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  • Author: Frank Aum, Jacob Stokes, Patricia M. Kim, Atman M. Trivedi, Rachel Vandenbrink, Jennifer Staats, Joseph Yun
  • Publication Date: 02-2020
  • Content Type: Policy Brief
  • Institution: United States Institute of Peace
  • Abstract: A joint statement by the United States and North Korea in June 2018 declared that the two countries were committed to building “a lasting and stable peace regime on the Korean Peninsula.” Such a peace regime will ultimately require the engagement and cooperation of not just North Korea and the United States, but also South Korea, China, Russia, and Japan. This report outlines the perspectives and interests of each of these countries as well as the diplomatic, security, and economic components necessary for a comprehensive peace.
  • Topic: Conflict Resolution, Security, Diplomacy, Economy, Peace
  • Political Geography: Russia, Japan, China, Asia, South Korea, North Korea, Korean Peninsula, United States of America
  • Publication Date: 03-2020
  • Content Type: Policy Brief
  • Institution: Mitvim: The Israeli Institute for Regional Foreign Policies
  • Abstract: This policy paper sets out the various interests and goals of global powers (the US, Russia, China and the EU) in the Mediterranean, and the measures they are undertaking to implement them. The document also describes Israeli policies vis-àvis the powers’ activities in this region, and points to the principles that should guide them. The paper is based on a July 2019 meeting in Jerusalem of the research and policy working group on Israel in the Mediterranean, held at the initiative of the Mitvim Institute, the Hebrew University’s Leonard Davis Institute for International Relations and Haifa University’s National Security Studies Center.
  • Topic: International Relations, Security, Foreign Policy
  • Political Geography: Russia, China, Middle East, Israel, United States of America, Mediterranean
  • Author: Garima Mohan
  • Publication Date: 09-2019
  • Content Type: Policy Brief
  • Institution: Institut français des relations internationales (IFRI)
  • Abstract: The new European Union (EU) strategy on India marks a major moment of departure in EU-India relations. It reflects three critical shifts: firstly, the EU no longer views India from a “trade lens” only, recognizing its important geopolitical role in maintaining a multipolar Asia. Second, the strategy frames EU-India relations in the context of broader geopolitical developments, primarily the rise of China. Recognition of the China challenge and its impact not only in Europe, but also on the balance of power in Asia, has pushed the EU to change the nature of its partnerships in the region, particularly with India. Finally, the strategy links European security and prosperity to developments in Asia, broadening the scope of EU foreign policy substantially. This paper analyses the new EU strategy on India and highlights areas, which represent a departure from previous strategies. The paper looks specifically at proposals for greater foreign and security cooperation, for securing a rules-based order, increasing regional connectivity, improving trade and investment, and building better coordination on and with India. These proposals are commendable and respond to a long laundry list suggested by experts from both sides over a long time. They also fit well with India’s priorities, namely responding to increasing Chinese political, economic and military presence in South Asia, security in the Indian Ocean, as well as more proactive engagement in regional and global institutions. Finally, the paper suggests ways of taking this forward and ensuring the strategy does not remain a paper tiger in the long arsenal of EU-India declarations. While more dialogues on global and strategic issues is a great idea and will help change perceptions in New Delhi that the EU is not a strategic actor, the EU will have to ensure this is not hindered by the Indian Ministry of External Affairs’ already overstretched capacities and the 30 existing EU-India dialogues. Focusing on ongoing debates in India and Europe in these dialogues, particularly connectivity projects, maritime security in the Indian Ocean, 5G networks and infrastructure might also open up new avenues of cooperation. Overall the EU-India relationship has witnessed remarkable momentum over the last four years – aided by political will from both sides, the China challenge, friction in transatlantic ties, and common challenges within Europe and India. The new strategy is a good first step to build on this momentum. However, it needs to be translated into action fast.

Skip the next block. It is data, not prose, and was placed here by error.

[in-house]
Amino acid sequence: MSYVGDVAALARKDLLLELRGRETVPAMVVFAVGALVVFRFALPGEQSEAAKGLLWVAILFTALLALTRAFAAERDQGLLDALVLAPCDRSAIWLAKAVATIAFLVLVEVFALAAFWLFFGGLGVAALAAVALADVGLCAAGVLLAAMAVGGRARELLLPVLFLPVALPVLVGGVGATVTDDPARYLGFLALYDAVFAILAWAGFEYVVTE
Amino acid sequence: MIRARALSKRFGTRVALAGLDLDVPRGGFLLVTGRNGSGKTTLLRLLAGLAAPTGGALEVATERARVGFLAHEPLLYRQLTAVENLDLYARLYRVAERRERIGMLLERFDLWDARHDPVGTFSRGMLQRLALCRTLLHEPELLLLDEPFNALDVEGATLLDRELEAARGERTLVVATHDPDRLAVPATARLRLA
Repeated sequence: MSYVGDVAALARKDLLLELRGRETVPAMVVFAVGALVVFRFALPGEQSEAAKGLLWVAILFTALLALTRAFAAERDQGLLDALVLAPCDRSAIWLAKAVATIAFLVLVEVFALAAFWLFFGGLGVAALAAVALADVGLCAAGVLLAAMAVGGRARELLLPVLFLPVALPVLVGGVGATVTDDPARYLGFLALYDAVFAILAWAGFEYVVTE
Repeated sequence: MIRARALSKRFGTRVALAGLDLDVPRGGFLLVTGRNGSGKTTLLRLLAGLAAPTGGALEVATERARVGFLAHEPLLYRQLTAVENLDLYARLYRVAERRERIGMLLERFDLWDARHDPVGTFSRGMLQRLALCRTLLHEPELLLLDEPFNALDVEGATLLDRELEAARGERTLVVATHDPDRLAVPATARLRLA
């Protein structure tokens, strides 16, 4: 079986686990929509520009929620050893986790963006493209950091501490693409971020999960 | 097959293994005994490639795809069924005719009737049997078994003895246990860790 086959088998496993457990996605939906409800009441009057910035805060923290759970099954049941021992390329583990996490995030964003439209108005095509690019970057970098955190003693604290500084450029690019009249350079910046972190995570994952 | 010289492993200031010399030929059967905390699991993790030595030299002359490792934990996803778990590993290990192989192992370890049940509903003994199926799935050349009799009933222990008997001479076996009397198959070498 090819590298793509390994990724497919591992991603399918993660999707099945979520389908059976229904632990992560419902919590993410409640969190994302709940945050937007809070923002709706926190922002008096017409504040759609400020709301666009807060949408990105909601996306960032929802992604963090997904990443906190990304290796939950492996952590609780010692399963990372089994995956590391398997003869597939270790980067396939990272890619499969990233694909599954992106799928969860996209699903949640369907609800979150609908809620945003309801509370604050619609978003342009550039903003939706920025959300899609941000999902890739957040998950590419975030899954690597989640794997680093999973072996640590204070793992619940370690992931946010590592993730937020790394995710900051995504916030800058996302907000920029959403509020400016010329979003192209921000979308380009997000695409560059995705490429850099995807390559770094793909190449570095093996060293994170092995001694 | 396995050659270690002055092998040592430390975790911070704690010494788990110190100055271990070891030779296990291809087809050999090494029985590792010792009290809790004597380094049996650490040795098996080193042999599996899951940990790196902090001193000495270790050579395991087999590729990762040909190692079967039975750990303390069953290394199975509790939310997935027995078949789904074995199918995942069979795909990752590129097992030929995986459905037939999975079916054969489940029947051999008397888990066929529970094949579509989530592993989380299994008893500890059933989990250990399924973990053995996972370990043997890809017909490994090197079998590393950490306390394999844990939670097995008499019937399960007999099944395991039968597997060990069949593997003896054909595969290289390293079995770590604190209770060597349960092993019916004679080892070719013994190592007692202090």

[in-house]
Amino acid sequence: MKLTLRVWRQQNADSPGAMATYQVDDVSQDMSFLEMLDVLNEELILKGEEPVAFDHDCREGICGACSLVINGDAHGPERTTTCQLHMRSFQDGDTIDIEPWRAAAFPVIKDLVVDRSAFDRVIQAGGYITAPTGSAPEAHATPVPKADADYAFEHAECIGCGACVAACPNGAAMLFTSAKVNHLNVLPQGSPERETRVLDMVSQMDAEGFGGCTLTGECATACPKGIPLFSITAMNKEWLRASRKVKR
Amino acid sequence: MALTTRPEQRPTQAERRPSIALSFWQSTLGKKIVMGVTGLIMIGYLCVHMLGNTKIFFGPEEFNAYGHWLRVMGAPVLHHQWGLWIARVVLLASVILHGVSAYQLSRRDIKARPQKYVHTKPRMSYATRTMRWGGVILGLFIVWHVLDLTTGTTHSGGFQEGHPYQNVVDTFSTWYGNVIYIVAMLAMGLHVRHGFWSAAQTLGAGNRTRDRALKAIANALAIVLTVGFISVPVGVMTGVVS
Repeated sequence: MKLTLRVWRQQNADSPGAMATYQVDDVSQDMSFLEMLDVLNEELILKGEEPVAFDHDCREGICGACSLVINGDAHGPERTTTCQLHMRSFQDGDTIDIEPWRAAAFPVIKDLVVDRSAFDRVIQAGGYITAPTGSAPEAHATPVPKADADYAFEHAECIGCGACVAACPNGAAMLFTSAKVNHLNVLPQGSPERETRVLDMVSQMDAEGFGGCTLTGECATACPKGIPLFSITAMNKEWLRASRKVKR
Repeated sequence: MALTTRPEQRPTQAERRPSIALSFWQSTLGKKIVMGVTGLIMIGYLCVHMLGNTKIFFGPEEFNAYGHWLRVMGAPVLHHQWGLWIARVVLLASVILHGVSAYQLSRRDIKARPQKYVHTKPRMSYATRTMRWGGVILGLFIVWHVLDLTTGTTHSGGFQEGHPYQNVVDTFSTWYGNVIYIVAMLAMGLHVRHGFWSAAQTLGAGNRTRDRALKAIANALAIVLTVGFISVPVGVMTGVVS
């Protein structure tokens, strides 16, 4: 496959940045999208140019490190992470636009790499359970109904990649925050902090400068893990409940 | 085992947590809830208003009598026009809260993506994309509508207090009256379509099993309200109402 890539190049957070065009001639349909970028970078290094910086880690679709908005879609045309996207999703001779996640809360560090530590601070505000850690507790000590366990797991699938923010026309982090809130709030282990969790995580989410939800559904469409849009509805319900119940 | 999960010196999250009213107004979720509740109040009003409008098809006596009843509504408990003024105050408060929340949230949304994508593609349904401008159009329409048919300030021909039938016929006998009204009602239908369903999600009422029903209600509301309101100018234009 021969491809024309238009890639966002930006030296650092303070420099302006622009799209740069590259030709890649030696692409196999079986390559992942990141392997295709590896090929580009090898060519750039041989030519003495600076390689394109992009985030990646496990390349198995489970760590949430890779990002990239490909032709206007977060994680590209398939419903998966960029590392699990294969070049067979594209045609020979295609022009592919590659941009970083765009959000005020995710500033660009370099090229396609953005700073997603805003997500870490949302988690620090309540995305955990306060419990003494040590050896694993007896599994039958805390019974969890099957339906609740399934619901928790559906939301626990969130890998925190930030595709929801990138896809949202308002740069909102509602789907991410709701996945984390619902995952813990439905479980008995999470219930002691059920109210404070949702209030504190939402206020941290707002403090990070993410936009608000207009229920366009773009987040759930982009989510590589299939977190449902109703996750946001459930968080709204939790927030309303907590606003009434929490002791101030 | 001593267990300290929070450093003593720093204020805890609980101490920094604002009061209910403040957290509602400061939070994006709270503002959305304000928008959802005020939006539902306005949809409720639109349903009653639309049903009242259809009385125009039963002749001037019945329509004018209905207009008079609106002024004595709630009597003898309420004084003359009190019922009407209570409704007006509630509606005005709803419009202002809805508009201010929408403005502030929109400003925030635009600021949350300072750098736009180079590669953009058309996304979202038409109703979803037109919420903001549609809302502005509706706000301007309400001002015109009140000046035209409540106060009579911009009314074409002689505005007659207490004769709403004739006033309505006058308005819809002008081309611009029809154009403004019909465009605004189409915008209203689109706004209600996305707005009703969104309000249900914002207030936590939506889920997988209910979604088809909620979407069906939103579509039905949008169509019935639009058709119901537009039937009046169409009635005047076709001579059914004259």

• Topic: Security, Foreign Policy, Bilateral Relations, Geopolitics
  • Political Geography: China, Europe, South Asia, India, European Union
  • Author: David Brewster
  • Publication Date: 12-2018
  • Content Type: Policy Brief
  • Institution: Institut français des relations internationales (IFRI)
  • Abstract: Strategic competition between India and China in the Indian Ocean is growing and has the potential to profoundly impact the stability and security of the region. The Indian Ocean is becoming the scene of a sustained contest that in some ways resembles strategic competition during the Cold War. This will include pressure on Indian Ocean states to align themselves with one side or another within an increasingly unstable and complex strategic environment.
  • Topic: Security, Diplomacy, Political stability, Belt and Road Initiative (BRI), Strategic Competition
  • Political Geography: China, South Asia, India, Asia, Indian Ocean